toying with the ide
parliament
democratically liv
All over Wes
national elections
despite the low t
European parlia
tions.
On the ne
democracy still s
to many African
dia's Indira Ghani
habit of imposing
rule" on state aft(
though no one beli
diversity and tur
country, that den
snuffed out there.
INDIA, IN fact
democracy has ti

The Michigan Daily
S1Q, I\ YOU PoMlSE Y OA.L BALANCE
G BUD⁢ \E CM& oRROW
(,1-1--("E~ MONEY W WANTf
FOR RONALD REA&W
Fa
ging: Political
oubled world
eedoms are such an indispensible political
oundhim. system. There, as elsewhere,
r whi' h growing ethnic diversity and
military route, political sophistication have
democratic resulted in an upwelling of
s in terrible demands for civil and human
ad faces an in ihs
ections contin Villagers stream into
bvia just faced ballooning cities, and there they
apt by dope- acquire the political savvy, the
storeinstihe daring and the truculence toward
to stick with authority characteristic of urban
to sick ith people anywhere in the world.
America, Anger rises easily, and almost as
Amelec- easily forms into political op-
tly heldryi position. When that opposition is
the military is not allowed to vent itself at the
El Slo r. ballot box, it easily flows into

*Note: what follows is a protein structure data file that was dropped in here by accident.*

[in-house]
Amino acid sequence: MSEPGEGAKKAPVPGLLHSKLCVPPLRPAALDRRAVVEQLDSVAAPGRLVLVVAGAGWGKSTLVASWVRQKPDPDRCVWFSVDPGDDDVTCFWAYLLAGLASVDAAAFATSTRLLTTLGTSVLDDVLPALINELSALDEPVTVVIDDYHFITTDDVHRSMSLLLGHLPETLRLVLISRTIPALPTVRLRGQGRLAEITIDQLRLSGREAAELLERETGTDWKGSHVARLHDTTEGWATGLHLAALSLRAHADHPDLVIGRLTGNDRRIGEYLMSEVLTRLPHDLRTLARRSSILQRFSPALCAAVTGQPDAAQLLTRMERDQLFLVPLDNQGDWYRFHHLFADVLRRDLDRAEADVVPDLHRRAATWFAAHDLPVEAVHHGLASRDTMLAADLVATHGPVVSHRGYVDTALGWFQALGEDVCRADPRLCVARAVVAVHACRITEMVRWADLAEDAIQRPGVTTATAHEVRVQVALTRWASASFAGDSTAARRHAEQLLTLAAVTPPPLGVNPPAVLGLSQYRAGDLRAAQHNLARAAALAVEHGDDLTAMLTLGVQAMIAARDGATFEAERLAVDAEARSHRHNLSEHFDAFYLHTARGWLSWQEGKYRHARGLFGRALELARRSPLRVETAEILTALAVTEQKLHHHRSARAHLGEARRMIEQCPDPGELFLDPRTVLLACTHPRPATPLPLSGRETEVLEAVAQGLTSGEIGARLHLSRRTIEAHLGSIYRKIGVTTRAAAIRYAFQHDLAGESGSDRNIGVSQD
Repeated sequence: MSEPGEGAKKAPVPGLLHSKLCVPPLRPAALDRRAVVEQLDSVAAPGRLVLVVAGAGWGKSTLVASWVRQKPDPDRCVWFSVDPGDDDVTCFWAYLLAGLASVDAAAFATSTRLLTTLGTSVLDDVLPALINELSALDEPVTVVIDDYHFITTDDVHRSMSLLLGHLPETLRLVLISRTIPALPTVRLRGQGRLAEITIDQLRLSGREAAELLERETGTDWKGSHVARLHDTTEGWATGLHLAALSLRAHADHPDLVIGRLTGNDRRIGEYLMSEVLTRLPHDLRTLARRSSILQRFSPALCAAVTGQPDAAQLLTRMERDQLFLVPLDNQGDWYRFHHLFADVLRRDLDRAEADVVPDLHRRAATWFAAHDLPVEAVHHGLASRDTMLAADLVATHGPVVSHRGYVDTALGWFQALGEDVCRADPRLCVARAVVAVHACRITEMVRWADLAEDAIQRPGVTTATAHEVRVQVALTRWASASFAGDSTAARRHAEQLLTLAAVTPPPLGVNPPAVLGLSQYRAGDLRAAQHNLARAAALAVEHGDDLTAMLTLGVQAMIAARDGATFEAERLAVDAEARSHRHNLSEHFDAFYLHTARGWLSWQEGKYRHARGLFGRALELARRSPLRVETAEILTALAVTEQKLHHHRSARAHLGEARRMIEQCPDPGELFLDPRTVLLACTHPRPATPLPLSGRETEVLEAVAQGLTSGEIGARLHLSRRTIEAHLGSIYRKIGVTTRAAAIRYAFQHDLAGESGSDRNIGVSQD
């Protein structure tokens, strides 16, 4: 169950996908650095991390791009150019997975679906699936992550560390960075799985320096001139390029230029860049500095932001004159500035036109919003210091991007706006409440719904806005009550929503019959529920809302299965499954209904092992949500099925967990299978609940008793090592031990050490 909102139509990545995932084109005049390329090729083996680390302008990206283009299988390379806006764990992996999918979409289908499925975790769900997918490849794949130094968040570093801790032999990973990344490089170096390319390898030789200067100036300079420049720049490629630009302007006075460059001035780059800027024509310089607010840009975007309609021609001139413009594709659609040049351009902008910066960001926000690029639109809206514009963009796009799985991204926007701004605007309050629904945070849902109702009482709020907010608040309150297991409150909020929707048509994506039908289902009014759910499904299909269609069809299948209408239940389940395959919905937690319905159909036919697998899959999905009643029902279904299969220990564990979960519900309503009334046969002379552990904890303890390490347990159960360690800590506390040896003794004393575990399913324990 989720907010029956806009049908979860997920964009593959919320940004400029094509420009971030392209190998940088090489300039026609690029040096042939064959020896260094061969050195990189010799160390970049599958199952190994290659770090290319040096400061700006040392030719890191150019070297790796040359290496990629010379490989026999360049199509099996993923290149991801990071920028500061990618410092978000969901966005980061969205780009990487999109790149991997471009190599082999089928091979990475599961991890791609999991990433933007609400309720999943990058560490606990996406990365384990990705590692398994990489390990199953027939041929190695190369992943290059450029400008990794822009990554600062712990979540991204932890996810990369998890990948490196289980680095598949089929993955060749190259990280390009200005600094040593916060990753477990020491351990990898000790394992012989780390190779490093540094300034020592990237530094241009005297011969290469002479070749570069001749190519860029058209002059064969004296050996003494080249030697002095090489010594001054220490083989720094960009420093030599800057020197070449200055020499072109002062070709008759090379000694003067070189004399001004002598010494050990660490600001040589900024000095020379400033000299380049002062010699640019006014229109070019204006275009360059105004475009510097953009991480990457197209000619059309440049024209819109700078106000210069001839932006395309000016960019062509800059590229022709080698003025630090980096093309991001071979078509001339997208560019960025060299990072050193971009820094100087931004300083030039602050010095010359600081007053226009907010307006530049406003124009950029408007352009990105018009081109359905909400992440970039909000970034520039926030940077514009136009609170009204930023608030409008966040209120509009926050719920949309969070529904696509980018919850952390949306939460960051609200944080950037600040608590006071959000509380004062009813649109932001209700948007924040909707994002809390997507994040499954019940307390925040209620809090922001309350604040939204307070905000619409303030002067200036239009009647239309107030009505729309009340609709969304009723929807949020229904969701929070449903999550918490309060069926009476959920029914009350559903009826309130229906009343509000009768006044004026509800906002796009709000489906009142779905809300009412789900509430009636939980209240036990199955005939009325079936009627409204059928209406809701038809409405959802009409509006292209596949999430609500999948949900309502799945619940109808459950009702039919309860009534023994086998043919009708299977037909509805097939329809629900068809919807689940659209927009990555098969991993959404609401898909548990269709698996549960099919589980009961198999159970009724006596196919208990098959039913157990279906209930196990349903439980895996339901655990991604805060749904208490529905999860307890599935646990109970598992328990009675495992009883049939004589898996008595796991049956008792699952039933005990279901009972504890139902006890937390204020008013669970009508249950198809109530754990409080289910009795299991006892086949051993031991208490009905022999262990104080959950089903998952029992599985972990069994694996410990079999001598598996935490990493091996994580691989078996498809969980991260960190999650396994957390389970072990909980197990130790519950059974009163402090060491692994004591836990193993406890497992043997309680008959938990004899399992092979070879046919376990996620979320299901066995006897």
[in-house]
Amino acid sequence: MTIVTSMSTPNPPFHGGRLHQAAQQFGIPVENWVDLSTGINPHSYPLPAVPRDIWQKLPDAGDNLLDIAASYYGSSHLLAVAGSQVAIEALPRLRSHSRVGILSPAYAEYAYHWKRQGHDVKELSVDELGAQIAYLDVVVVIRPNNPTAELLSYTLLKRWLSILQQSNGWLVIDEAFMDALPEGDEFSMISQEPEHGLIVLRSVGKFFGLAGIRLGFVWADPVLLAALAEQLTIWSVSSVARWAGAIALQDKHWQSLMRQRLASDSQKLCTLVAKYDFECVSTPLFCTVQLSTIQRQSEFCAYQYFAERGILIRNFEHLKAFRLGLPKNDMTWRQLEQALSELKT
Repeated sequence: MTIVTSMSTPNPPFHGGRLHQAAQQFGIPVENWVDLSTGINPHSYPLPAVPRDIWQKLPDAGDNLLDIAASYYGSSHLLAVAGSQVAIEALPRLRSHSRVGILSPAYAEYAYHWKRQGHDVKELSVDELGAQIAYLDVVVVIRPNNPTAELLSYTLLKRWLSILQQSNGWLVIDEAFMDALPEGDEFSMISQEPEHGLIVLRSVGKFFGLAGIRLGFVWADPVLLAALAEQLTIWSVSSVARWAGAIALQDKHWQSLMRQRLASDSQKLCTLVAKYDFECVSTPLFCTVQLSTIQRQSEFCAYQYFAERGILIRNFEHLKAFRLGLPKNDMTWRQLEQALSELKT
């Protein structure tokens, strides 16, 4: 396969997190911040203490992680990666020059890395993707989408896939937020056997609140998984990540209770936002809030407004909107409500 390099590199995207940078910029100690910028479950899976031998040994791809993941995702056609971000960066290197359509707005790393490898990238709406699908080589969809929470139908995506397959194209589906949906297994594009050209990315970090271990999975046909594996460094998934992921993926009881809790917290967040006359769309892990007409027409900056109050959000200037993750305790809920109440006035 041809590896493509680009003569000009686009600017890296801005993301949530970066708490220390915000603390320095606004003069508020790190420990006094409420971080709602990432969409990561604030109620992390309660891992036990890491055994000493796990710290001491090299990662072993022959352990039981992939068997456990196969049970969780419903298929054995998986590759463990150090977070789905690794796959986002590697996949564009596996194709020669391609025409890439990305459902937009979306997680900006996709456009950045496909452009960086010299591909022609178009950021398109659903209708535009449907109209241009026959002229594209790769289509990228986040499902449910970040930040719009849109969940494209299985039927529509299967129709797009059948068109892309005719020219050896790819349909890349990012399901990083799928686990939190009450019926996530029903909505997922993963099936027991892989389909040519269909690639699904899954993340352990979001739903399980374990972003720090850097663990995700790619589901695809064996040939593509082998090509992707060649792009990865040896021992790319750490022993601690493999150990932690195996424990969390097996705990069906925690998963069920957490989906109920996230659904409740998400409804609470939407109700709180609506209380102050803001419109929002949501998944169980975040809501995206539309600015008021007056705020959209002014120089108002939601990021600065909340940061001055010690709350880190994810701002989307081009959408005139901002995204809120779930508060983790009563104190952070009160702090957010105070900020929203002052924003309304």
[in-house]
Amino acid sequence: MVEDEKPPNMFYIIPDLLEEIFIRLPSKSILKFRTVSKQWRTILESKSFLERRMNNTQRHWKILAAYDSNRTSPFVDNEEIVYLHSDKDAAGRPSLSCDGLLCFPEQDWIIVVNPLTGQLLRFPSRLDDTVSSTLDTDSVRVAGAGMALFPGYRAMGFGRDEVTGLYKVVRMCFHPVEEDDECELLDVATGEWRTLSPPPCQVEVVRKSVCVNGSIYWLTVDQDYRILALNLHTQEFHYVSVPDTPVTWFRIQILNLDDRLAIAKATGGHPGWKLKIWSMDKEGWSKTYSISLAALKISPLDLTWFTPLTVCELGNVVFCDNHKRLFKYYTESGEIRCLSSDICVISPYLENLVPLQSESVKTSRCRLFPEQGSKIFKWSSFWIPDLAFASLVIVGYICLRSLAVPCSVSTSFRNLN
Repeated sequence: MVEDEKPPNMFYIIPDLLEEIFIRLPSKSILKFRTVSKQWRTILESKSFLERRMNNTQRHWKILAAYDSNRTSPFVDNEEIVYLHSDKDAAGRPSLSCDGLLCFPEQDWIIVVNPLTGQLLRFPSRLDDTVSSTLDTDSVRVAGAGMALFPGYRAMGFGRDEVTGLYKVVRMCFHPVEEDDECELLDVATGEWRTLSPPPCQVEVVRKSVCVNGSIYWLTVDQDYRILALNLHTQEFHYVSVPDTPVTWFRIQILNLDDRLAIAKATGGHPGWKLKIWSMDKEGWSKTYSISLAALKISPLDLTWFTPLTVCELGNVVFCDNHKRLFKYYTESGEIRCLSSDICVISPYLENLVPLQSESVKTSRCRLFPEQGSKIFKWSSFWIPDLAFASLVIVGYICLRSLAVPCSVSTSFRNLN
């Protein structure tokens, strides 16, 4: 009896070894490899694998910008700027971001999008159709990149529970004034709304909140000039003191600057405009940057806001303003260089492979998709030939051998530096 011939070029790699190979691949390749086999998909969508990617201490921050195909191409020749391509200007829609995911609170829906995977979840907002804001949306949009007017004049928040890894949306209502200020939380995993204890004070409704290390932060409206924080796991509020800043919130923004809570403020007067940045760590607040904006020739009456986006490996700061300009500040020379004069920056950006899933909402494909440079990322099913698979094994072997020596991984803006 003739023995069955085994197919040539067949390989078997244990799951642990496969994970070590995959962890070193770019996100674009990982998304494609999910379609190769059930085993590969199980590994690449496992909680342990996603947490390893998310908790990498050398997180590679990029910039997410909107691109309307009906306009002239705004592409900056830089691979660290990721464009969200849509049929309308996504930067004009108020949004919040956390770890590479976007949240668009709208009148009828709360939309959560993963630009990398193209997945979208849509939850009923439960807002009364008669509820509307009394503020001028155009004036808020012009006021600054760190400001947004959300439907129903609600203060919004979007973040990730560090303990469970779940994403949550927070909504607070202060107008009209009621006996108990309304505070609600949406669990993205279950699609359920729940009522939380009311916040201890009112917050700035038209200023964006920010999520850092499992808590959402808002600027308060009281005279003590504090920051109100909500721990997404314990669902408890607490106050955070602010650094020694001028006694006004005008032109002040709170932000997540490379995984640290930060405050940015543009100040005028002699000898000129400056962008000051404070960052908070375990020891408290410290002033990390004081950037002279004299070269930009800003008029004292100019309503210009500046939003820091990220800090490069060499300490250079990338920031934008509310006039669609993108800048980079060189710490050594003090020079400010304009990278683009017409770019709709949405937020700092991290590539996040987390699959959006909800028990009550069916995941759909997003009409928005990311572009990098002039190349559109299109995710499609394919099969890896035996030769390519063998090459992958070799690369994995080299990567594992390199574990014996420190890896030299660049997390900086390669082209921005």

e been, a large illegal violence or insurgency.
voters turned All this should not make
theealie vr- Americans smug that "ur"
ndinistas will democratic system is winning
rly November, out. There is nothing American,
mist Cuba has per se, about democracy.
ly experiment Aristotle held that of the three
s possible forms of government
in the com- (tyranny, oligarchy,
olish mhlita democracy), none worked all
Polish military that well, but that a democracy
despite a low guided by people of character
because of and nobility was the least un-
for a boycott workable.
ngary also is DEMOCRACY IS the only
a of making its political system that makes sense
a more in a pressure-cooker world.
rely body. r Americans should also note
tern Europe that des ite the blase attitude
remain lively' owr democracy in the United
urnout for the States, the pressures are building
rnot r helec- here as well. The Jackson cam-
paign demonstrated that fact so
gative side' far as blacks are concerned. The
gamterisde Latinos have yet to be heard
eems too risky from. And, fcus ra
rulers, and In- fo. Ad of course, great
di continues her 'pressures will surely arise if the
strong "central current strong U.S. economic
er Indian state, recovery should go the way of the
ieves, given the earlier Latin American
'bulence of the "miracles."
nocracy can be
Schurmann wrote this ar-
, suggests why ticlefor Pacific News Service.
urned out to be

0
0
0

0

0

Back to Top

© 2020 Regents of the University of Michigan